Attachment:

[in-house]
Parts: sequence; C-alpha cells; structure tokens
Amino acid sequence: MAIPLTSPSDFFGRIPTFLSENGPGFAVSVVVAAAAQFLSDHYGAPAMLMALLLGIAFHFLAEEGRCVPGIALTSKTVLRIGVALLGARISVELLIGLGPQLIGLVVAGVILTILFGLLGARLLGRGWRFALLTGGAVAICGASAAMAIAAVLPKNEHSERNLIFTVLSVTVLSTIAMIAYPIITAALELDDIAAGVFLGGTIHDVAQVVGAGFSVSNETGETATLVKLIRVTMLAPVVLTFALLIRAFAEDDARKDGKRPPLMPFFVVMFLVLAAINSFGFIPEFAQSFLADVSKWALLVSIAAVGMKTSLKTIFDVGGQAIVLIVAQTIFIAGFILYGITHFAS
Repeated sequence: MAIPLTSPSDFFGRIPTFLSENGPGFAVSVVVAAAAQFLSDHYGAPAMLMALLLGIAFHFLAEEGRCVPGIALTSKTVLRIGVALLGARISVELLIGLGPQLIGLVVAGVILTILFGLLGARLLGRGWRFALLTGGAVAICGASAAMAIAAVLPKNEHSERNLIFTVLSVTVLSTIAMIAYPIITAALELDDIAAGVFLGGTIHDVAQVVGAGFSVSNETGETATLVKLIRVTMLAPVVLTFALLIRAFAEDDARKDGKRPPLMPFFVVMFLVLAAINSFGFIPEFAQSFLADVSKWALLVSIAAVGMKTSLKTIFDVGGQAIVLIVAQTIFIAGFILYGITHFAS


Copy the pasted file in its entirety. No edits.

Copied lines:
[in-house]
Parts: sequence; C-alpha cells; structure tokens
Amino acid sequence: MAIPLTSPSDFFGRIPTFLSENGPGFAVSVVVAAAAQFLSDHYGAPAMLMALLLGIAFHFLAEEGRCVPGIALTSKTVLRIGVALLGARISVELLIGLGPQLIGLVVAGVILTILFGLLGARLLGRGWRFALLTGGAVAICGASAAMAIAAVLPKNEHSERNLIFTVLSVTVLSTIAMIAYPIITAALELDDIAAGVFLGGTIHDVAQVVGAGFSVSNETGETATLVKLIRVTMLAPVVLTFALLIRAFAEDDARKDGKRPPLMPFFVVMFLVLAAINSFGFIPEFAQSFLADVSKWALLVSIAAVGMKTSLKTIFDVGGQAIVLIVAQTIFIAGFILYGITHFAS
Repeated sequence: MAIPLTSPSDFFGRIPTFLSENGPGFAVSVVVAAAAQFLSDHYGAPAMLMALLLGIAFHFLAEEGRCVPGIALTSKTVLRIGVALLGARISVELLIGLGPQLIGLVVAGVILTILFGLLGARLLGRGWRFALLTGGAVAICGASAAMAIAAVLPKNEHSERNLIFTVLSVTVLSTIAMIAYPIITAALELDDIAAGVFLGGTIHDVAQVVGAGFSVSNETGETATLVKLIRVTMLAPVVLTFALLIRAFAEDDARKDGKRPPLMPFFVVMFLVLAAINSFGFIPEFAQSFLADVSKWALLVSIAAVGMKTSLKTIFDVGGQAIVLIVAQTIFIAGFILYGITHFAS